by Kristin Steadman
“There are only four kinds of people in the world: those who have been caregivers, those who are currently caregivers, those who will be caregivers, and those who will need caregivers.” Rosalynn Carter, 2012
This quote is, for better or for worse, incredibly accurate. Oftentimes, a caregiver doesn’t even self-identify as a caregiver — they feel as if they are just doing what you do for people you love. A wife caring for her husband with Alzheimer’s, a mother caring for her son with special needs, or an adult child caring for one or both parents with failing health issues are roles that people step into out of love and compassion, but it does come at a price for the caregiver, and often the care recipient.
When a caregiver doesn’t take the time for self-care, the result is compassion fatigue and burnout. Perhaps for some people on the outside, that just sounds like fluffy language, but the fallout of compassion fatigue and burnout is real. Caregivers are more likely to suffer from depression, isolation, anxiety, migraines, cardiovascular issues, obesity, and other mental and physical illnesses. Self-care for caregivers is not a luxury, but a necessity. When a caregiver isn’t taking time for self-care, the the care recipient feels the effects of the stress the caregiver is under.
I understand full well the necessity of self-care and, unfortunately, I also understand full well the implications of not making it a priority. My husband and I have two children, and our son has a rare neuro-genetic disability, called SYT1 mutation, also called SYT1 associated neurodevelopmental disorder or Baker-Gordon Syndrome. He is 100% dependent on us or every single thing, and he will be for the rest of his life – he is also the sweetest, happiest kid. We are never fully “off the clock,” even when he is at school with trained special education staff and nurses, we are always on-call, and are always at the ready to drop what we are doing to deal with his medical needs.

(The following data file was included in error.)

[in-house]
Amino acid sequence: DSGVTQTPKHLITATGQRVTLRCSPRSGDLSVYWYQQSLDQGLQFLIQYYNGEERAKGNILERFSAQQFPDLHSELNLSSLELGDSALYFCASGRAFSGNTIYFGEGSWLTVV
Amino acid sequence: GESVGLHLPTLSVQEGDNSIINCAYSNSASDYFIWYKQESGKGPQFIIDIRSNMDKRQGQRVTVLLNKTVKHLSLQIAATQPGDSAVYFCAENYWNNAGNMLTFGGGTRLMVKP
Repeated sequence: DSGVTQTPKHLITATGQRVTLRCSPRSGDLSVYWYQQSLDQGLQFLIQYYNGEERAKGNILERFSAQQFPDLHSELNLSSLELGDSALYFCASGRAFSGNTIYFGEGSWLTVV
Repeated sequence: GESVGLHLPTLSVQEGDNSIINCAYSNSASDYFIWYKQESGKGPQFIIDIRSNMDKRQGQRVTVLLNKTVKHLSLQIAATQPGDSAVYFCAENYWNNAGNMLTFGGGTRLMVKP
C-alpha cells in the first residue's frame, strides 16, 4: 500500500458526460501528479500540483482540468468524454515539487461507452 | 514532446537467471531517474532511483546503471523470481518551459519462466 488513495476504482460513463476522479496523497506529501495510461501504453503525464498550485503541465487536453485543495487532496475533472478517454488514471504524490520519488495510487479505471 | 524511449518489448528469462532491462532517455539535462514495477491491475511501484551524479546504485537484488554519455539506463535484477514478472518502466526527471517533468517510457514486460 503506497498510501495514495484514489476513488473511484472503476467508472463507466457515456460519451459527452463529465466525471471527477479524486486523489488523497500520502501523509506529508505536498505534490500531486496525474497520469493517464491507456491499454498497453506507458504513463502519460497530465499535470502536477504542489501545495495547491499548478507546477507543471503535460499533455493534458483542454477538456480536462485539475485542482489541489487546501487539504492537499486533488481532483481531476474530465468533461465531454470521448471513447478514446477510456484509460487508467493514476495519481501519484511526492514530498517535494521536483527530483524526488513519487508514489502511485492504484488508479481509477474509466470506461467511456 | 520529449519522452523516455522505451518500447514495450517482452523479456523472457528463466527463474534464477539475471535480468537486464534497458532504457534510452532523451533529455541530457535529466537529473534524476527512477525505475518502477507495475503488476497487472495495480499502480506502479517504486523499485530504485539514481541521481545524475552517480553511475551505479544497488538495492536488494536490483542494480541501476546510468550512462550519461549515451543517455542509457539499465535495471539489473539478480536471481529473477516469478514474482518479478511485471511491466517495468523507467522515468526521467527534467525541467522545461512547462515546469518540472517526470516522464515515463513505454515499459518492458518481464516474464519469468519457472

Additionally, we are constantly trying to balance his needs that are literally life and death, with those of our daughter. She is bright, very active in soccer, school, and church, and will soon be headed to college, so we want to soak in every moment we can with her and as a family. My husband and I both work in caregiving professions, so we are busy like most families, but the challenge of taking time to take care of our relationship as well as ourselves often feels impossible.
I have fallen victim to the mentality that I don’t have time to take care of myself, or maybe tomorrow I can eat healthier, sleep better, and exercise, but tomorrow turns into next week, which becomes next month and then before you know a year or two or five have gone by. As the time is just ticking by, my anxiety, depression, and own physical health continue to slide into a dark place. By the time I realize how far down this deep hole I’m in, I’m discouraged to figure out how to get myself out of that dark space. Mitigating something before it even happens, as opposed to playing catch up years later, is so much easier.
Self-care looks differently for everyone, and often people have several things they enjoy doing for self-care. At times, the best I can do for self-care that day is spend a few minutes outside, alone, to take some deep breaths. Other days, I go to the gym or for a walk, get myself coffee from my favorite coffee shop, or spend time with my family. Of course, we have the very rare occasions when my husband and I get away for a weekend and not have to worry about anyone’s medical needs (but our phones are always on waiting for the call).
The ideas for self-care are endless, but here are a few suggestions broken into categories:
- Time in nature – walk, run, fish, hike, swim, kayak, or garden
- Literature – read, journal, listen to a podcast
- Arts and crafts – paint, take a pottery class, color, or work on photography
- Other ideas – take a drive with your favorite music, spend time with other children and/or your spouse, cook your favorite meal, exercise, do a deep cleaning (this can be quite therapeutic), enjoy the sunshine, make a snow man, or take an uninterrupted nap
Self-care needs to be a daily habit, and people will be more successful when it’s on their calendars. The care time doesn’t have to be perfect or an entire day (although that is nice), just small consistent pieces each day. Perhaps the best analogy is the flight attendant telling passengers that, in the event of an emergency, to put on their own oxygen mask first, and then help to put on the oxygen mask of someone traveling with them who may need more assistance.
If you do not take care of yourself first, you will not be able to care for others effectively.